While the Wycliffe group learned some of the Mangseng language during their time in Dallas, Jennings said it was sometimes difficult to understand what people were saying because languages were often mixed together in conversation.

“It was kind of hard to pick up when they switched between languages,” Jennings said.

On this trip, each person with the Wycliffe group teamed up with a villager who helped translate portions of the book of Psalms. The native English speakers explained the meanings of more obscure English words, and the Mangseng speakers knew how to phrase things in ways the other villagers could easily understand.

According to the U.S. Department of State, 96 percent of all Papua New Guineans classify themselves as Christian. However, language barriers mean many Christians do not have access to the entire Bible.

“They are very spiritual people,” Jennings said. “But they don’t have the Old Testament yet.”

She said some verses were difficult to translate because there are words in English that do not exist in the Mangseng language. One example is a verse in Psalm 1 that uses the phrase “and its leaves do not wither.” In Lavege, the trees do not wither; they just turn yellow when they die. Since there is no Mangseng word to describe withering, the translated verse will say “its leaves do not turn yellow.”

As part of the translation process, group members would often take newly translated verses around to villagers to make sure they could easily understand them. Jennings said she will never forget talking to an elderly woman who had happy tears streaming down her face because a particular verse was especially meaningful to her.

“Seeing them hear the Psalms for the first time was an unbelievable experience,” she said.

Jennings said it was very hard to leave the village because the travelers had built good relationships with villagers in a short amount of time. She also said she left with a new perspective on what it means to serve other people, both through her own service as well as the hospitality villagers showed to the group.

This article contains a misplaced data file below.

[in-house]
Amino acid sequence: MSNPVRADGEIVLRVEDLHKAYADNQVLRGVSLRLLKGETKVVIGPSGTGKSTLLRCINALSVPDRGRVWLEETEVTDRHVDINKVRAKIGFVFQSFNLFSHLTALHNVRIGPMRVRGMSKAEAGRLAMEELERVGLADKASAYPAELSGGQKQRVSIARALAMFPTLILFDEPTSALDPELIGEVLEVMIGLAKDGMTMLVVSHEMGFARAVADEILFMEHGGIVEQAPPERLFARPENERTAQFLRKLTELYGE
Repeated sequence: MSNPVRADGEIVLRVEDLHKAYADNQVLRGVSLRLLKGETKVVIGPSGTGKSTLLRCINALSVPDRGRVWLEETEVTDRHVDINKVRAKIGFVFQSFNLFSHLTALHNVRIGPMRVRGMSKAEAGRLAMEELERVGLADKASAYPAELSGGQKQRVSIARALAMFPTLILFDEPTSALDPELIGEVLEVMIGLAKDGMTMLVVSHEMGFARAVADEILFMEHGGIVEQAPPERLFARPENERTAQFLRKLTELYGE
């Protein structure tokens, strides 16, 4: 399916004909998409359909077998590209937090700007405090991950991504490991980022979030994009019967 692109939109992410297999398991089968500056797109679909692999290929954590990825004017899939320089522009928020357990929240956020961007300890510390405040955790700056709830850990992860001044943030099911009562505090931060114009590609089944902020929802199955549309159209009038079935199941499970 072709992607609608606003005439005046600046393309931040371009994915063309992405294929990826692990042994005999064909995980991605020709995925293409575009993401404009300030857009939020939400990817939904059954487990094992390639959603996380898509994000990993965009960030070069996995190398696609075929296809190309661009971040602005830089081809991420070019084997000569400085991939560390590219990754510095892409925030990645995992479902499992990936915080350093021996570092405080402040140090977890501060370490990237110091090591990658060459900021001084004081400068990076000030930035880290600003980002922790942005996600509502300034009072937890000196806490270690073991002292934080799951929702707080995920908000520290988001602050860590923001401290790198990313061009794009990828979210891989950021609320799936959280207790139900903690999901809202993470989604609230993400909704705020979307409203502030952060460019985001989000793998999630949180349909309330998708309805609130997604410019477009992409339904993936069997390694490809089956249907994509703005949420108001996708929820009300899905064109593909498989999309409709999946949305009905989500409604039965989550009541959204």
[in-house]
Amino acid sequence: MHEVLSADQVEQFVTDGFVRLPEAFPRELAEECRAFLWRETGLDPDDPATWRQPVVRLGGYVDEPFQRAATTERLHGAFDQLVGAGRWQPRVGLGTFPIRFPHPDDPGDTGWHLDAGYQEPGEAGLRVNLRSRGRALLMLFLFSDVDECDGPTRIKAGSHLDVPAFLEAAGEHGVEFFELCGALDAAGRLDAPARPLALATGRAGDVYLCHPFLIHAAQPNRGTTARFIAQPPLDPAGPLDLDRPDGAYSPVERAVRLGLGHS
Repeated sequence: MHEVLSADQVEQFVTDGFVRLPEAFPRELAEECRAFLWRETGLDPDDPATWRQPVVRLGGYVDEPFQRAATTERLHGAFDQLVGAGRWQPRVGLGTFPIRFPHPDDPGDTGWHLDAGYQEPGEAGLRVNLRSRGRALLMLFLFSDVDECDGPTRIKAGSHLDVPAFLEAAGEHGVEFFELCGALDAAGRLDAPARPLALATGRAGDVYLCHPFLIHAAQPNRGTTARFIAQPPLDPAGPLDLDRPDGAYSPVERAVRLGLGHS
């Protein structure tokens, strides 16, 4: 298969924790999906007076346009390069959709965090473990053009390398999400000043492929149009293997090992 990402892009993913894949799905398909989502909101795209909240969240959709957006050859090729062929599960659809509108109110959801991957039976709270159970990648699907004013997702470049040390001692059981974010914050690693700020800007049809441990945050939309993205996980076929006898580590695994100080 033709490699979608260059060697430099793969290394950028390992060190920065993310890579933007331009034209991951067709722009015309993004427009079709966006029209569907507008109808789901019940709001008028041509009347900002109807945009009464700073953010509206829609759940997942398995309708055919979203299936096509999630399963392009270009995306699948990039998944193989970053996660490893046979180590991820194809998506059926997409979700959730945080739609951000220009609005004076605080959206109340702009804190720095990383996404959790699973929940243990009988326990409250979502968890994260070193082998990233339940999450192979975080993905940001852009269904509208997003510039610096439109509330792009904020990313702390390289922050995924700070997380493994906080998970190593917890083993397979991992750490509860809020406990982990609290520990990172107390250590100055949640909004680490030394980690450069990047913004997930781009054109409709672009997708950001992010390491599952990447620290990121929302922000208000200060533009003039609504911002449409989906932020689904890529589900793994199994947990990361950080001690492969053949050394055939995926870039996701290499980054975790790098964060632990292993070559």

“I learned the true meaning of selflessness from the people — just them giving up so much for us,” Jennings said.

The villagers gave members of the group many handmade gifts such as jewelry and grass skirts and held a feast and tribal ceremonies in their honor. The group stayed in villagers’ homes, and she said some men volunteered to give up their own beds so the women guests would have safe places to sleep at night.

Jennings’ trip took place from July 15 to August 9, so she did not have much time to recuperate from her trip at home before the first day of classes at Lee University on Aug. 22. She went from doing translation work in a Papua New Guinean tribal village to juggling the busy schedule of a college student and musician in Cleveland.

“It was hard. My sleep pattern was still off,” Jennings said. “It was definitely rewarding, though.”

She doesn’t see the trip as having just been about a group doing something good for a small, foreign village. What made the biggest difference for Jennings was seeing how excited the villagers were about living out their faith. She said that reminded her of what was important in her own life, and she hopes others will see that as well. Words being lived out are more powerful than words being read.

“I hope they see the impact we made on the culture and the impact they had on us,” Jennings said.